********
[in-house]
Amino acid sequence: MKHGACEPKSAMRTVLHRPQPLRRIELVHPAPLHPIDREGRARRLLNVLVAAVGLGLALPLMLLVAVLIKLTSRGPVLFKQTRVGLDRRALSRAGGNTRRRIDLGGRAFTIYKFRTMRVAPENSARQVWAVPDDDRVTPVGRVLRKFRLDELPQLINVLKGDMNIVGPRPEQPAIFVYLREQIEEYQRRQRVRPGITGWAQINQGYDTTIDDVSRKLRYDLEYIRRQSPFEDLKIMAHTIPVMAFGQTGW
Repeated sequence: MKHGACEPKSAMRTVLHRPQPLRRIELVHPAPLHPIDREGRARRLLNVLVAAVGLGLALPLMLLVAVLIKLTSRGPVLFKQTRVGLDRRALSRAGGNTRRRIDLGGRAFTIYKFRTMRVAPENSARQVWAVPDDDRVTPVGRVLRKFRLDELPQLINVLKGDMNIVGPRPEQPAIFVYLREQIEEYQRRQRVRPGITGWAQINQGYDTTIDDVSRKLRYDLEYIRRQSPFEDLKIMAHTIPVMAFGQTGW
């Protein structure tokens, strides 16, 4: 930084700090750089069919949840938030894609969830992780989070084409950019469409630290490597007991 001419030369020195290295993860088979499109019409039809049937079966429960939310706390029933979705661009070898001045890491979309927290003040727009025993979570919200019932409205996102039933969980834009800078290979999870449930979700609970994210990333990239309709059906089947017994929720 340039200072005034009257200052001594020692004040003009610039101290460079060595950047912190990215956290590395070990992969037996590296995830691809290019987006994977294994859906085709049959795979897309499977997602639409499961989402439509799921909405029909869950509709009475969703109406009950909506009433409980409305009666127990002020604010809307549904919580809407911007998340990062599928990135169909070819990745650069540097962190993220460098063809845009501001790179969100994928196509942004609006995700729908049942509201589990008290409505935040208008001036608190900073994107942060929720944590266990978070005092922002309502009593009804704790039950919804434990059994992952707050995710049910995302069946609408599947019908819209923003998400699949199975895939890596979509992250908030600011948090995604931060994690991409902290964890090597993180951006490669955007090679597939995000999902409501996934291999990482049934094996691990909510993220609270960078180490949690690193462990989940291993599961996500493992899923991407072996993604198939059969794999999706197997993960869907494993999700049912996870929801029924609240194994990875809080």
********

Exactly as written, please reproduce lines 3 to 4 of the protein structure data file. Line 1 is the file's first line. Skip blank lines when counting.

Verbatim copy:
Repeated sequence: MKHGACEPKSAMRTVLHRPQPLRRIELVHPAPLHPIDREGRARRLLNVLVAAVGLGLALPLMLLVAVLIKLTSRGPVLFKQTRVGLDRRALSRAGGNTRRRIDLGGRAFTIYKFRTMRVAPENSARQVWAVPDDDRVTPVGRVLRKFRLDELPQLINVLKGDMNIVGPRPEQPAIFVYLREQIEEYQRRQRVRPGITGWAQINQGYDTTIDDVSRKLRYDLEYIRRQSPFEDLKIMAHTIPVMAFGQTGW
């Protein structure tokens, strides 16, 4: 930084700090750089069919949840938030894609969830992780989070084409950019469409630290490597007991 001419030369020195290295993860088979499109019409039809049937079966429960939310706390029933979705661009070898001045890491979309927290003040727009025993979570919200019932409205996102039933969980834009800078290979999870449930979700609970994210990333990239309709059906089947017994929720 340039200072005034009257200052001594020692004040003009610039101290460079060595950047912190990215956290590395070990992969037996590296995830691809290019987006994977294994859906085709049959795979897309499977997602639409499961989402439509799921909405029909869950509709009475969703109406009950909506009433409980409305009666127990002020604010809307549904919580809407911007998340990062599928990135169909070819990745650069540097962190993220460098063809845009501001790179969100994928196509942004609006995700729908049942509201589990008290409505935040208008001036608190900073994107942060929720944590266990978070005092922002309502009593009804704790039950919804434990059994992952707050995710049910995302069946609408599947019908819209923003998400699949199975895939890596979509992250908030600011948090995604931060994690991409902290964890090597993180951006490669955007090679597939995000999902409501996934291999990482049934094996691990909510993220609270960078180490949690690193462990989940291993599961996500493992899923991407072996993604198939059969794999999706197997993960869907494993999700049912996870929801029924609240194994990875809080």